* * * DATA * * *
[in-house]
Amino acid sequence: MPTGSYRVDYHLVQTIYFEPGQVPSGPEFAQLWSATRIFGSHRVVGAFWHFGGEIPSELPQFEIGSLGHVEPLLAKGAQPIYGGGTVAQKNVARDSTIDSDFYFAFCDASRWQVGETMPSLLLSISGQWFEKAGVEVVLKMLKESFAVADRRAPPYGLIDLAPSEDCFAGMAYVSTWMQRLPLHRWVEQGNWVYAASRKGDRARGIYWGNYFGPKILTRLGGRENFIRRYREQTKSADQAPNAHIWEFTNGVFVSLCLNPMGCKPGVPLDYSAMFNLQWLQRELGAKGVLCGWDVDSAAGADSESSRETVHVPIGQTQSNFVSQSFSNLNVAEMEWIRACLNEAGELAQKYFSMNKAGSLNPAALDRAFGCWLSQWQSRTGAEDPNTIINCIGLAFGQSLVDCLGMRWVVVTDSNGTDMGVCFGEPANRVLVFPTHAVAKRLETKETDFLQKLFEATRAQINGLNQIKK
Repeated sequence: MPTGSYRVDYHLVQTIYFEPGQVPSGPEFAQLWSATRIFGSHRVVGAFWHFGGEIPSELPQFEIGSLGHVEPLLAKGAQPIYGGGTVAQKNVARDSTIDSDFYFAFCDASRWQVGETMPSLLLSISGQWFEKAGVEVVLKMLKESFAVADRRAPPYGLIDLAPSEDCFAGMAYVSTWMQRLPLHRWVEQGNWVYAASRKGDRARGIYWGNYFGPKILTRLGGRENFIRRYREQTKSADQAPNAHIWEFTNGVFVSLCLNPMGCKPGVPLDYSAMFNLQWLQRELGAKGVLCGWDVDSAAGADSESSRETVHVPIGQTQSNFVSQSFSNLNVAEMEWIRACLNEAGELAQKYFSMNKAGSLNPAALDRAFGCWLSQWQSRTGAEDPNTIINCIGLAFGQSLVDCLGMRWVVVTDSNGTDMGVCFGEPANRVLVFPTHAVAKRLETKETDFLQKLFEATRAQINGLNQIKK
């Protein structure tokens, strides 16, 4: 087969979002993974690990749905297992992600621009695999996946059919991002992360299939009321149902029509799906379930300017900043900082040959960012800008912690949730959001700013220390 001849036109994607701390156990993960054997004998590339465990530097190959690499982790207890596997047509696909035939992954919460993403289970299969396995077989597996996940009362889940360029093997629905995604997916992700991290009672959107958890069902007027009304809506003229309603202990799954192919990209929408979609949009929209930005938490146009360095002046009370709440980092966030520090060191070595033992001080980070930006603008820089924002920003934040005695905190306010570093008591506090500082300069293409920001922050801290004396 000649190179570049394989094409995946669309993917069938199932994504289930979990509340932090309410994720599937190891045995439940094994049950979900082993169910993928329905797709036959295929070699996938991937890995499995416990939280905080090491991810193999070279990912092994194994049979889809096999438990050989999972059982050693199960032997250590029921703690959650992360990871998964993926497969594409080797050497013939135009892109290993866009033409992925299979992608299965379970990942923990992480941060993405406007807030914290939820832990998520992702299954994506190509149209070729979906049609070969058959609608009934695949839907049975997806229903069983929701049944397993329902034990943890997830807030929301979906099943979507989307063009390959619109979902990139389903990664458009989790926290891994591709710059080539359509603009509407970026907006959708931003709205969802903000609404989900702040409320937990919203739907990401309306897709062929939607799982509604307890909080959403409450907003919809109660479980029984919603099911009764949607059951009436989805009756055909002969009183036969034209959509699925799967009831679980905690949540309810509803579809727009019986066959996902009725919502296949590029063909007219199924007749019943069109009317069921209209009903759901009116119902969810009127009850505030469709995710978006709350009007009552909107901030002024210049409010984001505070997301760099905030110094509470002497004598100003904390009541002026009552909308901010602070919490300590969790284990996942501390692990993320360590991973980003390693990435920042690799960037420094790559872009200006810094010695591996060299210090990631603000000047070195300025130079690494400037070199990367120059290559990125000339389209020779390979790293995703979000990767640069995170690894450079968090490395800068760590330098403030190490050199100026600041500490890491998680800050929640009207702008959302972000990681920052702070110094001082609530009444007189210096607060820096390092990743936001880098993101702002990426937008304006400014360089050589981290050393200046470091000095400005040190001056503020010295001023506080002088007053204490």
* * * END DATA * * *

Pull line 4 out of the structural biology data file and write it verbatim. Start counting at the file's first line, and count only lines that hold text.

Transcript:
């Protein structure tokens, strides 16, 4: 087969979002993974690990749905297992992600621009695999996946059919991002992360299939009321149902029509799906379930300017900043900082040959960012800008912690949730959001700013220390 001849036109994607701390156990993960054997004998590339465990530097190959690499982790207890596997047509696909035939992954919460993403289970299969396995077989597996996940009362889940360029093997629905995604997916992700991290009672959107958890069902007027009304809506003229309603202990799954192919990209929408979609949009929209930005938490146009360095002046009370709440980092966030520090060191070595033992001080980070930006603008820089924002920003934040005695905190306010570093008591506090500082300069293409920001922050801290004396 000649190179570049394989094409995946669309993917069938199932994504289930979990509340932090309410994720599937190891045995439940094994049950979900082993169910993928329905797709036959295929070699996938991937890995499995416990939280905080090491991810193999070279990912092994194994049979889809096999438990050989999972059982050693199960032997250590029921703690959650992360990871998964993926497969594409080797050497013939135009892109290993866009033409992925299979992608299965379970990942923990992480941060993405406007807030914290939820832990998520992702299954994506190509149209070729979906049609070969058959609608009934695949839907049975997806229903069983929701049944397993329902034990943890997830807030929301979906099943979507989307063009390959619109979902990139389903990664458009989790926290891994591709710059080539359509603009509407970026907006959708931003709205969802903000609404989900702040409320937990919203739907990401309306897709062929939607799982509604307890909080959403409450907003919809109660479980029984919603099911009764949607059951009436989805009756055909002969009183036969034209959509699925799967009831679980905690949540309810509803579809727009019986066959996902009725919502296949590029063909007219199924007749019943069109009317069921209209009903759901009116119902969810009127009850505030469709995710978006709350009007009552909107901030002024210049409010984001505070997301760099905030110094509470002497004598100003904390009541002026009552909308901010602070919490300590969790284990996942501390692990993320360590991973980003390693990435920042690799960037420094790559872009200006810094010695591996060299210090990631603000000047070195300025130079690494400037070199990367120059290559990125000339389209020779390979790293995703979000990767640069995170690894450079968090490395800068760590330098403030190490050199100026600041500490890491998680800050929640009207702008959302972000990681920052702070110094001082609530009444007189210096607060820096390092990743936001880098993101702002990426937008304006400014360089050589981290050393200046470091000095400005040190001056503020010295001023506080002088007053204490």